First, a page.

14. A data memory for storing a plurality of words of data received from a bus, said data memory comprising:
(a) an array of memory cells arranged in rows and columns, said rows being responsive to a strobe signal for storing data supplied thereto;
(b) first means for generating said strobe signal;
(c) second means for successively coupling the memory cells arranged in said column to said bus in response to a control signal; and
(d) control means for generating said control signal, said control means being responsive to an address received thereby and to said first means for adjusting the timing of said control signal with respect to the strobe signal.
15. The data memory according to claim 14, wherein said control means is coupled to said bus and wherein said address is communicated on said bus to said control means.
16. The system according to claim 14, wherein said second means comprises:
(a) a shift register having a plurality of stages, at least one of said columns of memory cells being associated with each of said stages; and
(b) a plurality of register selector gates coupled to said shift register for interconnecting said columns of memory cells with said bus according to the state of said shift register.
17. The system according to claim 16, wherein said control means loads said shift register with binary signals, said binary signals being of particular binary states depending upon the address received by said control means.
18. A data storage system comprising:
(a) an array of memory cells arranged in rows and columns, the cells of a column having input and output conductors common to all cells in a column;
(b) first commutator means for successively strobing row conductors of said array for enabling the rows of cells associated with said row conductors to receive and to output data on said input and output conductors;
(c) a bus for transmitting digital data to and from said array;
(d) second commutator means for interconnecting said columns of memory cells with said bus; and
(e) control means for controlling the strobing of said row conductors at the same rate as a bit shifting between the stages of said shift register and for controlling the phase relationship between the strobing of said row conductors and the shifting of said bit in said shift register according to an address received by said system whereby trains of digital data received on said bus are stored in diagonal patterns in said array.
19. A data storage system comprising:
(a) an array of memory cells arranged in rows and columns;
(b) first commutator means for successively strobing the rows of cells to permit the row of cells strobed to store data supplied thereto;
(c) a bus for transferring data to said array; and
(d) second commutator means for successively coupling the memory cells arranged in said columns to said bus, said first commutator means strobing said rows of cells at the same rate as said second commutator means couples said columns to said bus.
20. The system according to claim 19 wherein said columns of memory cells are arranged in groups for storing bits of data received on said bus in parallel and wherein said commutator means successively interconnects said groups with said bus.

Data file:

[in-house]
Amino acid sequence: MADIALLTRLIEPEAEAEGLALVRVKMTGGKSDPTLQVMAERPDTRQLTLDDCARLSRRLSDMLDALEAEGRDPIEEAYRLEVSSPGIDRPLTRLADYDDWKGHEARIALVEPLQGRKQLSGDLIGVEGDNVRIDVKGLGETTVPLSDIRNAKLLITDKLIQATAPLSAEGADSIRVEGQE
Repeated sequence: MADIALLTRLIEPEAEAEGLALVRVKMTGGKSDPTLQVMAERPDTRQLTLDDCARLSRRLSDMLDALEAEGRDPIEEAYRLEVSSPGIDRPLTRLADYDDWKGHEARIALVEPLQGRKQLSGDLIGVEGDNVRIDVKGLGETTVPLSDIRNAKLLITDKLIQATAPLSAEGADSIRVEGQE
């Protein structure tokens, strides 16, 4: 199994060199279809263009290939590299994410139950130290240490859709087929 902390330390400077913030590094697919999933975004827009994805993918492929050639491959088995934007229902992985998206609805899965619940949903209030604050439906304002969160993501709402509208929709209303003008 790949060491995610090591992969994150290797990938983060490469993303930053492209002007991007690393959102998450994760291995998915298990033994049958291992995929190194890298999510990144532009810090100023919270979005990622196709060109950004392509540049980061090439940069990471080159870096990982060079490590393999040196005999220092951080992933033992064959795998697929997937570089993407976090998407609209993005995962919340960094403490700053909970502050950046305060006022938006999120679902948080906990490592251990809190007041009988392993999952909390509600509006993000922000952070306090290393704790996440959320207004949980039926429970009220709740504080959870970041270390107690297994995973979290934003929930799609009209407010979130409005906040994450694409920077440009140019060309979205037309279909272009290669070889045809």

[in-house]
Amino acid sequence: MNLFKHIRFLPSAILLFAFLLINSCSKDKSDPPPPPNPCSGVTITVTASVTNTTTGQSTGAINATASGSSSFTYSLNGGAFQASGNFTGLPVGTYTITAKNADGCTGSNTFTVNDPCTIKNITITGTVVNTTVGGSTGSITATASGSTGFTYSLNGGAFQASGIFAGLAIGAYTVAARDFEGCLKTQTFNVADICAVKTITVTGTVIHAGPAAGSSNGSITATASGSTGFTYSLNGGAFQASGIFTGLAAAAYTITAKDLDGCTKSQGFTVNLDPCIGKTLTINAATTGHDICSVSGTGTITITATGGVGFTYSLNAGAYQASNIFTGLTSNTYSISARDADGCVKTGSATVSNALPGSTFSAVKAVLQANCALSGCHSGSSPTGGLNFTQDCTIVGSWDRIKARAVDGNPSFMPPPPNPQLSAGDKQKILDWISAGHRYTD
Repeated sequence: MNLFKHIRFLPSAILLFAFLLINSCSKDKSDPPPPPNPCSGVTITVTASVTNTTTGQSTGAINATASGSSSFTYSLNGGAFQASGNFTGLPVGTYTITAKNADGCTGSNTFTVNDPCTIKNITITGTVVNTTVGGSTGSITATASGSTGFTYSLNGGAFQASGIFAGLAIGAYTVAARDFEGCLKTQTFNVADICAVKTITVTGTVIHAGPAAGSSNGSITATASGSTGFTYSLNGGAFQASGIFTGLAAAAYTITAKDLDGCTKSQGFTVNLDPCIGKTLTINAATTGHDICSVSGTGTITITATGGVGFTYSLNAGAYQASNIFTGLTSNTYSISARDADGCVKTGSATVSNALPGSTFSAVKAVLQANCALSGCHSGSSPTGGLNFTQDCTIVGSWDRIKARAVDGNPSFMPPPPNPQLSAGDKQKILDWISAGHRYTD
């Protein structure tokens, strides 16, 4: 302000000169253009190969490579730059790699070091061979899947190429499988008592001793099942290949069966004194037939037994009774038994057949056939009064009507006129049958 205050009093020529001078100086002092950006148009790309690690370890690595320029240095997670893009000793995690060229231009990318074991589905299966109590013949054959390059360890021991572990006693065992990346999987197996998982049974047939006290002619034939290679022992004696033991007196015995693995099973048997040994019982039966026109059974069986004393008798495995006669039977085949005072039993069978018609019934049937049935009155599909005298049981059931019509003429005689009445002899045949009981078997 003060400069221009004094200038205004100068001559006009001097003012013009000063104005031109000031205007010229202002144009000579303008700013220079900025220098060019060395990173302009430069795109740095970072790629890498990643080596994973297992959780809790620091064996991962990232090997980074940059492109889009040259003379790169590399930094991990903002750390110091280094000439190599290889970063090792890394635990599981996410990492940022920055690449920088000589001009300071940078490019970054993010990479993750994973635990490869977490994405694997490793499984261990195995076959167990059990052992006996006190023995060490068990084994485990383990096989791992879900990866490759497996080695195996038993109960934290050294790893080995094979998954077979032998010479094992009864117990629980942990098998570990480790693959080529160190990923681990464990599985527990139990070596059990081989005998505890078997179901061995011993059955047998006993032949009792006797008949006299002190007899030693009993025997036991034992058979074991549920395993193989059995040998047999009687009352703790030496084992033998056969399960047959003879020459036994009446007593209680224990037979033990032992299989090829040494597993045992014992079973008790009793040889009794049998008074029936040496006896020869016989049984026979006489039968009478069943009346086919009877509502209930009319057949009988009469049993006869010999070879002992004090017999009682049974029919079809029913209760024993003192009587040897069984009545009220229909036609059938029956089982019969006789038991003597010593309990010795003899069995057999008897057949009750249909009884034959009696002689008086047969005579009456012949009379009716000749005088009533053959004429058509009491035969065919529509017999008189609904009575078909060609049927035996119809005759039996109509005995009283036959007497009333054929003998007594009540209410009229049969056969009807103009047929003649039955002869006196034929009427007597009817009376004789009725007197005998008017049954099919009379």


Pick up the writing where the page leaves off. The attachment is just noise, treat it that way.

21. A data memory for storing a plurality of words of data received from a bus, said data memory comprising:
(a) an array of memory cells arranged in rows and columns, said rows being responsive to a strobe signal for storing data supplied thereto;
(b) first means for generating said strobe signal;
(c) second means for successively coupling the memory cells arranged in said column to said bus in response to a control signal; and
(d) control means for generating said control signal, said control means being responsive to an address received thereby and to said first means for adjusting the timing of said control signal with respect to the strobe signal, said first commutator means strobing said rows of cells at the same rate as said second commutator means couples said columns to said bus.
22. The system according to claim 21 wherein said columns of memory cells are arranged in groups for storing bits of data on said bus in parallel and wherein said second means successively interconnects said groups with said bus.
Description
BACKGROUND OF THE INVENTION

The present invention relates to a memory system of the type preferably implemented on a semiconductor chip with an electronic calculator or microprocessor system. More specifically, the invention relates to a novel scheme for inputting data to and outputting data from an array of transistor memory cells. The array of transistor memory cells are preferably implemented as a sequentially addressed memory (SAM) of the type disclosed in U.S. Pat. No. 3,893,088, "Random Access Memory Shift Register System" granted on July 1, 1975 to Anthony G. Bell and assigned to the assignee of this invention. In the prior art, it was known, to use a single commutator in a SAM and also to input or output words of numeric data to or from the registers by using a plurality of register selector gates. A plurality of control lines were used to enable the register selector gates interconnecting the register addressed with a data bus. It has been found that as the number of registers for storing numeric data increase, the number of control lines also increase; further, as the number of control lines increase, the semiconductor chip area required to implement the memory system increase at even a faster rate. Exemplary of a prior art memory system using a plurality of control lines to control the plurality of register selector gates is the SAM depicted in FIG. 8c in U.S. Pat. No. 3,924,110 "Calculator System Featuring a Subroutine Register" issued to Michael J. Cochran and Charles P. Grant, Jr. on Dec. 2, 1975 and assigned to the assignee of this invention. By using a second commutator, it has been found that the number of control lines is reduced, resulting in a net savings in silicon area.